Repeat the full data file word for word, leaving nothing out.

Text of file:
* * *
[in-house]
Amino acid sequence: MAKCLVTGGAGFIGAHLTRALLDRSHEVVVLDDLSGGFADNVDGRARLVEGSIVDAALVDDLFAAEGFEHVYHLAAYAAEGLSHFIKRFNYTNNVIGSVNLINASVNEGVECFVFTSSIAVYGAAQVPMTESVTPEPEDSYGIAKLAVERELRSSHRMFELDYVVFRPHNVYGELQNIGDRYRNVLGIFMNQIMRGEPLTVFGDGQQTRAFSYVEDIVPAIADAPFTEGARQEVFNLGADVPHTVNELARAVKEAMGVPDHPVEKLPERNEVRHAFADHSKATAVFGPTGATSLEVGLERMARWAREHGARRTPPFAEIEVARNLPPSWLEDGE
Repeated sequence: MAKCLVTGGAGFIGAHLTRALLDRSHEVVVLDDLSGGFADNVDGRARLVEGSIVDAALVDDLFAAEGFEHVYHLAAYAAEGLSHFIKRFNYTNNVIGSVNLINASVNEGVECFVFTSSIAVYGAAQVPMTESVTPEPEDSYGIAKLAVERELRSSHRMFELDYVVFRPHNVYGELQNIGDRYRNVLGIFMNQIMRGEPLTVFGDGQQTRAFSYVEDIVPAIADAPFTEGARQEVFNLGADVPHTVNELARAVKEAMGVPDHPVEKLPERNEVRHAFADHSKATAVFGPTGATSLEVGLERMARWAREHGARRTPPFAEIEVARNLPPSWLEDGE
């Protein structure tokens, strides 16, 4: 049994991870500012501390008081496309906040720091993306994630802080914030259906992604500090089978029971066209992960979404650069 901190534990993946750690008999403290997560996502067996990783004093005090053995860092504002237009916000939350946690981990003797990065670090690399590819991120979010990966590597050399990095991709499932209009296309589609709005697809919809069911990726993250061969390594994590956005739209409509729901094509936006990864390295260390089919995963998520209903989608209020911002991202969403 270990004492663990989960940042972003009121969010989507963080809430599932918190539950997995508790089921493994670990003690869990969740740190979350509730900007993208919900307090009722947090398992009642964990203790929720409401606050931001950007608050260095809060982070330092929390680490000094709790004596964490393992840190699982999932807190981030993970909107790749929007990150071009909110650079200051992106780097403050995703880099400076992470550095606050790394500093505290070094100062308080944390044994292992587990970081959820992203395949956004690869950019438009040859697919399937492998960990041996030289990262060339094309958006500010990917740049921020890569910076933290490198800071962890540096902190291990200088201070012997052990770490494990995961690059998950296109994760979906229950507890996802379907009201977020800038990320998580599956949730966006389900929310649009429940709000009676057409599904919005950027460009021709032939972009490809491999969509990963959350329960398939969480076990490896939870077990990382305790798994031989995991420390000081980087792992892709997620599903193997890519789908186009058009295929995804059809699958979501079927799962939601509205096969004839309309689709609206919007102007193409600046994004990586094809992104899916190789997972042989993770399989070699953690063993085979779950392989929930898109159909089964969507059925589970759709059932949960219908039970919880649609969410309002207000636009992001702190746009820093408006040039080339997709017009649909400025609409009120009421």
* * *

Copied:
[in-house]
Amino acid sequence: MAKCLVTGGAGFIGAHLTRALLDRSHEVVVLDDLSGGFADNVDGRARLVEGSIVDAALVDDLFAAEGFEHVYHLAAYAAEGLSHFIKRFNYTNNVIGSVNLINASVNEGVECFVFTSSIAVYGAAQVPMTESVTPEPEDSYGIAKLAVERELRSSHRMFELDYVVFRPHNVYGELQNIGDRYRNVLGIFMNQIMRGEPLTVFGDGQQTRAFSYVEDIVPAIADAPFTEGARQEVFNLGADVPHTVNELARAVKEAMGVPDHPVEKLPERNEVRHAFADHSKATAVFGPTGATSLEVGLERMARWAREHGARRTPPFAEIEVARNLPPSWLEDGE
Repeated sequence: MAKCLVTGGAGFIGAHLTRALLDRSHEVVVLDDLSGGFADNVDGRARLVEGSIVDAALVDDLFAAEGFEHVYHLAAYAAEGLSHFIKRFNYTNNVIGSVNLINASVNEGVECFVFTSSIAVYGAAQVPMTESVTPEPEDSYGIAKLAVERELRSSHRMFELDYVVFRPHNVYGELQNIGDRYRNVLGIFMNQIMRGEPLTVFGDGQQTRAFSYVEDIVPAIADAPFTEGARQEVFNLGADVPHTVNELARAVKEAMGVPDHPVEKLPERNEVRHAFADHSKATAVFGPTGATSLEVGLERMARWAREHGARRTPPFAEIEVARNLPPSWLEDGE
């Protein structure tokens, strides 16, 4: 049994991870500012501390008081496309906040720091993306994630802080914030259906992604500090089978029971066209992960979404650069 901190534990993946750690008999403290997560996502067996990783004093005090053995860092504002237009916000939350946690981990003797990065670090690399590819991120979010990966590597050399990095991709499932209009296309589609709005697809919809069911990726993250061969390594994590956005739209409509729901094509936006990864390295260390089919995963998520209903989608209020911002991202969403 270990004492663990989960940042972003009121969010989507963080809430599932918190539950997995508790089921493994670990003690869990969740740190979350509730900007993208919900307090009722947090398992009642964990203790929720409401606050931001950007608050260095809060982070330092929390680490000094709790004596964490393992840190699982999932807190981030993970909107790749929007990150071009909110650079200051992106780097403050995703880099400076992470550095606050790394500093505290070094100062308080944390044994292992587990970081959820992203395949956004690869950019438009040859697919399937492998960990041996030289990262060339094309958006500010990917740049921020890569910076933290490198800071962890540096902190291990200088201070012997052990770490494990995961690059998950296109994760979906229950507890996802379907009201977020800038990320998580599956949730966006389900929310649009429940709000009676057409599904919005950027460009021709032939972009490809491999969509990963959350329960398939969480076990490896939870077990990382305790798994031989995991420390000081980087792992892709997620599903193997890519789908186009058009295929995804059809699958979501079927799962939601509205096969004839309309689709609206919007102007193409600046994004990586094809992104899916190789997972042989993770399989070699953690063993085979779950392989929930898109159909089964969507059925589970759709059932949960219908039970919880649609969410309002207000636009992001702190746009820093408006040039080339997709017009649909400025609409009120009421």